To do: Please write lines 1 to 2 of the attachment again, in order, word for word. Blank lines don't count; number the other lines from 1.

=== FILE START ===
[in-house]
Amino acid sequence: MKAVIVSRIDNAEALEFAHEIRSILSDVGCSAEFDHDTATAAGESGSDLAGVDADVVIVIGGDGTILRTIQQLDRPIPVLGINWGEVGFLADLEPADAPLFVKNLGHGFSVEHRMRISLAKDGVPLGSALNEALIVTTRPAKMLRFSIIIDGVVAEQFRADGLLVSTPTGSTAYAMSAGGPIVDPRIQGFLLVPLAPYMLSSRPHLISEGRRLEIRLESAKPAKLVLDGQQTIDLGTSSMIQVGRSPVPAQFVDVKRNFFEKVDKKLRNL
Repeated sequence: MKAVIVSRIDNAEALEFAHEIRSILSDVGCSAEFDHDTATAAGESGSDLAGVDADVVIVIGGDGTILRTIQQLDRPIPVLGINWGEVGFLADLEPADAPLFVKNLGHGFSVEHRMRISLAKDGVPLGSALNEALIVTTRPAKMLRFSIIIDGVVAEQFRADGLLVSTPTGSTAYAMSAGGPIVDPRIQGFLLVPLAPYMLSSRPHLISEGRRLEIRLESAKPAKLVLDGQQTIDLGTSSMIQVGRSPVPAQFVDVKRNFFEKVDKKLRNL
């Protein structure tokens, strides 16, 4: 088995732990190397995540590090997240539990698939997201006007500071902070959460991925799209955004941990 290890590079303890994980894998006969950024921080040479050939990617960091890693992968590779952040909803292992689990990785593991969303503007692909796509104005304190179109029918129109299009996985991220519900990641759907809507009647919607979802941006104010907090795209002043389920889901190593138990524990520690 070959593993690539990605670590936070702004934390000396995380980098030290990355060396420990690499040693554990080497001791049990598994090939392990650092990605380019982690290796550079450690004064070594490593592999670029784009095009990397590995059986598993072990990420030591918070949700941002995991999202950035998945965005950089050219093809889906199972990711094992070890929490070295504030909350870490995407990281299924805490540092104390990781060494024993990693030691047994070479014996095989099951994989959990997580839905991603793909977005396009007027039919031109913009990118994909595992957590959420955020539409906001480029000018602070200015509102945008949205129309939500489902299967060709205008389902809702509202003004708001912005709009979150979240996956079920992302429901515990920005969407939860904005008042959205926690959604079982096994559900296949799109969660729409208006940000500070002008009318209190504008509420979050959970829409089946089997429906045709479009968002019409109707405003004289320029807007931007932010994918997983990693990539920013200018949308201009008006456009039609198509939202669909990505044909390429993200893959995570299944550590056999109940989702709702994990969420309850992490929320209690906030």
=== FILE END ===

[in-house]
Amino acid sequence: MKAVIVSRIDNAEALEFAHEIRSILSDVGCSAEFDHDTATAAGESGSDLAGVDADVVIVIGGDGTILRTIQQLDRPIPVLGINWGEVGFLADLEPADAPLFVKNLGHGFSVEHRMRISLAKDGVPLGSALNEALIVTTRPAKMLRFSIIIDGVVAEQFRADGLLVSTPTGSTAYAMSAGGPIVDPRIQGFLLVPLAPYMLSSRPHLISEGRRLEIRLESAKPAKLVLDGQQTIDLGTSSMIQVGRSPVPAQFVDVKRNFFEKVDKKLRNL